Book Review by Namrata

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Title: She Stoops to Kill — Stories of Crime and Passion

Editor: Preeti Gill

Publisher: Speaking Tiger Books

Date of Publication: 2019

She Stoops to Kill is a collection of crime stories written by some of the most illustrious women writers of India. A chanced discussion at Guwahati airport between Preeti Gill and the featured authors about the rising crime rates featured in daily newspapers matured into an anthology of murder stories.

Preeti Gill is a renowned name in the literary circles, having worked in the publishing industry for more than two decades now. She has donned various hats during this period, ranging from being a writer, commissioning editor, rights manager, script writer, researcher and is now, an independent editor and literary agent.

This collection brings together a heady combination of renowned authors like Paro Anand, Venita Coelho, Uddipana Goswami, Manjula Padmanabhan, Janice Pariat, Mitra Phukan, Pratyaksha and Bulbul Sharma. Interestingly, each one of them is a stalwart in their own merit, having written award-winning titles but none had ever written crime or mystery. As the editor, Preeti Gill mentions in the introduction, “The writers I chose for this anthology don’t usually write crime, and much less murder, but once they decided to take this on I was absolutely stunned by the variety, the enthusiasm, the imaginative detail and also the macabre bloodiness of their stories.”

TBASS

 

“Dadi, please stop throwing methi leaves on the answer sheets.” From where I was perched, I could watch over everyone in the courtyard. I had one eye on them, the other on the open pages of my history textbook.

The Indian Renaissance:

Social Reforms and Women Empowerment

Half of these words sat in the shadow of my head. I sat on the steps that went up to the roof of the house, a few peanuts in my fist, head resting ever so slightly on the iron railing through which I could see everyone if I rolled my eyes to the left.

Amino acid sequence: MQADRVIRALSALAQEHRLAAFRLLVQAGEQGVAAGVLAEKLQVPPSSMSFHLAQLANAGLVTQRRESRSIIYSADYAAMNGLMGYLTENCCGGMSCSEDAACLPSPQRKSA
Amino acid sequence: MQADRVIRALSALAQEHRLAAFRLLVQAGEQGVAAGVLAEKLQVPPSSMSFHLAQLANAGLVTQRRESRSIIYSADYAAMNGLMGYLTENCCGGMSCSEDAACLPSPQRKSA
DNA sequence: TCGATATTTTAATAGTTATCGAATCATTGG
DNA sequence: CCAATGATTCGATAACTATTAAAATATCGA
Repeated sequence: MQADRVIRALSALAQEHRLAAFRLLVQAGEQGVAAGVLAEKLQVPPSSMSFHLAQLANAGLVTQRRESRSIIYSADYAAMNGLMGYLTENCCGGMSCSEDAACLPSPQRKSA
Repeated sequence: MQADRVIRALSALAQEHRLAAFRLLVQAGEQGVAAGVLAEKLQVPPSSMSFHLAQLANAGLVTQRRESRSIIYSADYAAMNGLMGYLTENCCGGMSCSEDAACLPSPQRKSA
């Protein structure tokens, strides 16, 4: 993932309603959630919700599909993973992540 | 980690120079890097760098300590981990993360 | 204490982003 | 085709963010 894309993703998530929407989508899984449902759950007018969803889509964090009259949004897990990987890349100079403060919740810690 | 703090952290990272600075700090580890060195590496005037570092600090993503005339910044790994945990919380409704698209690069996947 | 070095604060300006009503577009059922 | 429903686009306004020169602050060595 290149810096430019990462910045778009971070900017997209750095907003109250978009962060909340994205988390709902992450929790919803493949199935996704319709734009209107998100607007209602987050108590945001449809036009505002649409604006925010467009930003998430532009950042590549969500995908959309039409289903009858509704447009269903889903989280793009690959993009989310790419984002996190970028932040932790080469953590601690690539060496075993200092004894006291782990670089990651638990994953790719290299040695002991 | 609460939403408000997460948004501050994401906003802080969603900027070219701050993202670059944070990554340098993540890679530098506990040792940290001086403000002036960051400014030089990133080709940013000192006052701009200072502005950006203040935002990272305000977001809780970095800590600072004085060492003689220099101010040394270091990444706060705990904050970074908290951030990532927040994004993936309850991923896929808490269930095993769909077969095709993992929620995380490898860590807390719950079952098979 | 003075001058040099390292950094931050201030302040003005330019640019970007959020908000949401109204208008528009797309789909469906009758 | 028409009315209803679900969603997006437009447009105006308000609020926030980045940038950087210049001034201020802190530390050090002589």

It was difficult to concentrate with all the chatter. Everyone drags their chores to the centre of the courtyard, around our holy tulsi plant, during winter months. Whatever can be done in the sun is done in the sun. My grandmother was settled comfortably on a jute charpoy in this courtyard. The shadow of a towel hanging above her, on a clothesline that ran from a nail on one wall to the water pipe in the opposite corner, fell on her face. Like a starving cat with a heavy coat, her crisp starched puffy saree didn’t give away her small-boned figure. From up here she looked like a bundle of clothes, her back rounded and one knee pulled close to the chest, as she craned her neck into her work. She was sifting through small heaps of coriander, dill, and fenugreek, separating fresh leaves from the thick stalks. A quick pinch —and into a large dish with tiny holes they went. The stalks were thrown into a pile on the floor right next to her; they would later be disposed, into the flowerbed in the corner, where purple periwinkles bloomed scantily.

Reviewed by Michelle D’costa

Sunita DeSouza Goes to Sydney

Title: Sunita De Souza Goes to Sydney
Author: Roanna Gonsalves
Publisher: Speaking Tiger (2018)
Pages: 227

Sunita DeSouza Goes to Sydney is the Indian version of The Permanent Resident published in Australia in 2016, published by Speaking Tiger Books in India in 2018.  A collection of 16 stories, it is refreshing like a splash of cold water in Bahrain’s heat.

Roanna’s characters have something at stake; their stories keep you on the edge of your seat, you root for them as she explores the depths of her characters with themes like child loss, divorce, writing, maternal love, ambition and more. I think some of the writer’s strengths show in the stories in her exploration of the dark hidden corners of a relationship, the domestic setting, work-life balance and more; however, these are not the only things she addresses in the collection.

Roanna’s craft is brilliant. Her prose is poetic and the sentences make you pause and savour them, reminding me of poets I have read. There are no superfluous lines but the restraint doesn’t affect the stories – they feel full and complete.

Most metaphors and similes are Catholic. Here’s an example of a character struggling with Catholic guilt – ‘Fuck off, I said to them, pretending to be filled with the fearlessness of someone who has nothing to lose – I, who once told my best friend she should wash her mouth with Holy Water when she called a bus conductor stupid behind his back.’ Another one – ‘I will, I said, like Judas.’

Title: Eucalyptus Sextet
Author: Jane Bhandari
Publisher: Bombaykala Books (November 2018)
Pages: 96